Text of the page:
Sunday, April 22, 2012

A letter from Diana Duff (part of the interrogation series)

Good morning! I was going to carve this fabulous letter into two and post it over consecutive weeks but I can't for the life of me find a good place to break it. It is without a doubt the most interesting letter I've ever received.
In keeping with that - get yourself a coffee or a cup of tea and settle in... you're about to learn why Diana Duff wrote "Leaves From the Fig Tree."

Dear Cat,

 Thank you for taking an interest in Leaves of the Fig Tree and for asking why I started writing, which came about because of my childhood.  
As a small girl in Ireland, living in a Georgian house buried in the heart of the countryside in County Cork, I had no brothers or sisters or children to play with and, until I was 11, with only governesses, unqualified by and large, who came and went and never stayed long because the place was so remote.

Originally built in the 1700s, the family has lived there ever since.   It came to them through the marriage of a wealthy heiress called Mary Grove.   At that time the house and estate was called Ballyhimmock, The Place of the Mound,  and was owned by Mary’s father, Robert Grove.   Like a fairy story, the Earl of Annesley, my ancestor, came down to Cork, courted and married Mary.  Her shrewd father, far from being impressed that the Earl had made his daughter a Countess, said that the name Grove had to be tacked onto Annesley.   The house was to be renamed Annes Grove and any property she inherited was to stay in her name.

The marriage was a disaster.   She was childless, although the Earl had progeny and dozens of mistresses scattered around Ireland.   He had made good use of Mary’s money so there wasn’t much left. Fortuitously, her father had written a clause into the marriage contract that Annes Grove remained hers, so Mary at least had that and could leave the house and estate to whomsoever she wished when she died.   So she left it to Arthur, the Earl’s youngest brother, my great-great-grandfather!   I don’t know much about him but he had seventeen children, so I suppose that kept him busy.   Books, a few papers and a portrait of him are still lying around the house to this day.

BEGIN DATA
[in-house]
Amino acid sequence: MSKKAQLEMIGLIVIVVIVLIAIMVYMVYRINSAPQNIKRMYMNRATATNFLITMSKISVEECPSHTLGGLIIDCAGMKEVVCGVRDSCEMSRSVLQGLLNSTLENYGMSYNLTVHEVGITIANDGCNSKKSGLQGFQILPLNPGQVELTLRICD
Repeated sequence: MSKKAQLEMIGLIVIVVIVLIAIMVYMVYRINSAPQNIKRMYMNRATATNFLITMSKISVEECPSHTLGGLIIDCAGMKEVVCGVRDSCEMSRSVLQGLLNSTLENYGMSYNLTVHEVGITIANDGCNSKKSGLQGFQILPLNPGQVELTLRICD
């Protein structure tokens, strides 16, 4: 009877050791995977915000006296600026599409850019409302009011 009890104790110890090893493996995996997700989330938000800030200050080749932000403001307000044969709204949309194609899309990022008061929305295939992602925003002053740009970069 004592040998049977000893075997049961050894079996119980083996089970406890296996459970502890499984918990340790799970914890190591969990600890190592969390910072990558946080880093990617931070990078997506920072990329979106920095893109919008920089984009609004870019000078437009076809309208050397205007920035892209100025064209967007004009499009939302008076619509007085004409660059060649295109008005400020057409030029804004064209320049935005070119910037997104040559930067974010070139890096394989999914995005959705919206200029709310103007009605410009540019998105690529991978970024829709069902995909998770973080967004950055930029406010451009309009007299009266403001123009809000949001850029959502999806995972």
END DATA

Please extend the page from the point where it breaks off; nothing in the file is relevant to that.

I was always hearing all these stories from the past, stories and more stories, like the true story of another kinsman, James Annesley, kidnapped in Ireland and sold into virtual slavery in the plantations in Virginia.  James’s uncle wanted the titles and lands so he arranged the kidnapping and it was about twenty years before James escaped from America.  He managed to reach London to claim his rights and prove that he was alive and his entitlement.